Review 1707: The Case of the Missing Marquess

My husband and I enjoyed watching Enola Holmes over the Christmas holidays, so I decided to give the first book in the series a try. I had assumed it would be YA, but it is actually marked for middle grades.

Enola Holmes, who is the younger sister of Mycroft and Sherlock, finds that her mother has disappeared on Enola’s 14th birthday. When her brothers, who have not come home for 10 years, respond to her telegram, they have some unpleasant surprises in store—Enola that Mycroft is more interested in sending her to boarding school than in finding their mother and Mycroft that the money he’s been sending for the upkeep of the estate has clearly not been spent on the estate. Sherlock is just determined to find their mother.

Enola is offended at some slighting remarks Sherlock makes about her intelligence and is determined not to go to boarding school. Having figured out that her mother has left her some clues and hidden some money, Enola disguises herself as a widow and leaves the house to search for her mother. On the way, she hears that the 12-year-old Marquess of Tewksbury has disappeared and finds the first clues to his disappearance.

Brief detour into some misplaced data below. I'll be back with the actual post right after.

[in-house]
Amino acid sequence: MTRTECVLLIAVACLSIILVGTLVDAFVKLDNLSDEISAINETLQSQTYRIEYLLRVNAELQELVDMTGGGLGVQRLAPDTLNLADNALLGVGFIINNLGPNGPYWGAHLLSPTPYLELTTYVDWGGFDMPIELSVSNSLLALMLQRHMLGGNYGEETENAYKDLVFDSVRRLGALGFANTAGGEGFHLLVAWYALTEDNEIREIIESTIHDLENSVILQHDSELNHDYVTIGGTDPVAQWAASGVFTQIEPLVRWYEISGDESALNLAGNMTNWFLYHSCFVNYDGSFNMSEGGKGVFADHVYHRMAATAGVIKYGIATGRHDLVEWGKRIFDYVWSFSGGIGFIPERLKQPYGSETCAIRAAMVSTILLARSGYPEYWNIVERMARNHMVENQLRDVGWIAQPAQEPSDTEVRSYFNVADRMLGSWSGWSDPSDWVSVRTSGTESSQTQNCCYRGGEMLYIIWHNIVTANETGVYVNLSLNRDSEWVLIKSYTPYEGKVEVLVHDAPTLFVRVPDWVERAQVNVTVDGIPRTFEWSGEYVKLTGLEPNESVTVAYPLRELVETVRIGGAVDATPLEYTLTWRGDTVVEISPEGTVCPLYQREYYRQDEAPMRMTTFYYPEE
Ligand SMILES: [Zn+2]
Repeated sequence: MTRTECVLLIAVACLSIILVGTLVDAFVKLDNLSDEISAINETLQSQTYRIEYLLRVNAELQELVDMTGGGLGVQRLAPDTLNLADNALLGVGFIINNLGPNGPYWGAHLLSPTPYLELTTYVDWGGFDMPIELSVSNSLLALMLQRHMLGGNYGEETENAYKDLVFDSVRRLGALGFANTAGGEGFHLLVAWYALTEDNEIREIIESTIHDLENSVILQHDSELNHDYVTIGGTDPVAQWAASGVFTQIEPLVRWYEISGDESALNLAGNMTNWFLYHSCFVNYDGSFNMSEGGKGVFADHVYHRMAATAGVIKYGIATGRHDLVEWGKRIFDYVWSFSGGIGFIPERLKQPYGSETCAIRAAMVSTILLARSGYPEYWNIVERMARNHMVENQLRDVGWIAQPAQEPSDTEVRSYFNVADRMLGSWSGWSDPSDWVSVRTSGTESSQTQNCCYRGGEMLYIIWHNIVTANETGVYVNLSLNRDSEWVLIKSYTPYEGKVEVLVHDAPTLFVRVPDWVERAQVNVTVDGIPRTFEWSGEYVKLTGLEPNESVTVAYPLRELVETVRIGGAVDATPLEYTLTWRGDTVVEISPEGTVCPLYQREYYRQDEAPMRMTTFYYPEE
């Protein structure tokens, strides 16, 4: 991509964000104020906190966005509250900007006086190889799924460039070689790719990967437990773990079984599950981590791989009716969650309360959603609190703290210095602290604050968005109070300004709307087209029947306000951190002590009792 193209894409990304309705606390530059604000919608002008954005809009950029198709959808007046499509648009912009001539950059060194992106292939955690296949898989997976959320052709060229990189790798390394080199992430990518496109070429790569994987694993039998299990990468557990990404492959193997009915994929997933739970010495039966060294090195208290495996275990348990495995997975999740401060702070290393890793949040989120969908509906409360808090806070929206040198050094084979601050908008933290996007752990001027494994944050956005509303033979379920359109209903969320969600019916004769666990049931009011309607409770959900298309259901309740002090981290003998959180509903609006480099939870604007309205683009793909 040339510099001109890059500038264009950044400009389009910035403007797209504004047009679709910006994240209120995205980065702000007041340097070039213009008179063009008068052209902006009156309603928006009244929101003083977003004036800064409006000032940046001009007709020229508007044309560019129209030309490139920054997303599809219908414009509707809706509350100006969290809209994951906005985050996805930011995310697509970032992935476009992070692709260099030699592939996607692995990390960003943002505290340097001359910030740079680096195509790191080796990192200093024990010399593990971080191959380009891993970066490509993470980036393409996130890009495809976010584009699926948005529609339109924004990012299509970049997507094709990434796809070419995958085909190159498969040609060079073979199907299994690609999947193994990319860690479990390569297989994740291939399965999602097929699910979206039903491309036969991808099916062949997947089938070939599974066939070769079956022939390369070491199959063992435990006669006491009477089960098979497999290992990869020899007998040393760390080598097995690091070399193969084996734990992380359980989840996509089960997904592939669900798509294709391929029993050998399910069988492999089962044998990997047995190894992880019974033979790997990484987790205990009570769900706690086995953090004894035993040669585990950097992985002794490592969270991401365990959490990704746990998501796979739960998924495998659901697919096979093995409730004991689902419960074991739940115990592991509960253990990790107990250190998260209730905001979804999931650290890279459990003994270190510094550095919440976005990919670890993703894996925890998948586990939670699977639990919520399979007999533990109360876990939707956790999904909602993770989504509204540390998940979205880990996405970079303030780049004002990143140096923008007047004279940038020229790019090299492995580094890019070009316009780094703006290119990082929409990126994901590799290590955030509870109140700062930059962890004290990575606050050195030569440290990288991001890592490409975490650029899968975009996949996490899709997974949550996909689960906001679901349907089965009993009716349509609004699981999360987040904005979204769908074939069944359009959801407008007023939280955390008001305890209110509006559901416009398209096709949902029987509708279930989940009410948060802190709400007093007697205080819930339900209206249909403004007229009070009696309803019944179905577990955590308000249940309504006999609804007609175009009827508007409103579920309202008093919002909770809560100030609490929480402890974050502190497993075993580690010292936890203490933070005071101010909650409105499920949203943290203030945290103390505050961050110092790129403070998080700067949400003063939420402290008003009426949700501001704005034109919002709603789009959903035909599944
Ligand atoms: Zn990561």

I always judge books by how much they entertain me, and I have to say, this one is probably very entertaining for a 12-year-old but was lacking for me. I can’t tell whether this is because I recently saw the movie—which really only borrowed the concept from the book—or not. Certainly, I found the movie sharper in wit, more full of adventure, and more likely, at least in its conclusion. I also couldn’t help comparing this book to the Flavia de Luce series, which has a much more distinctive voice and is much funnier. However, as reading for kids this is good fun.

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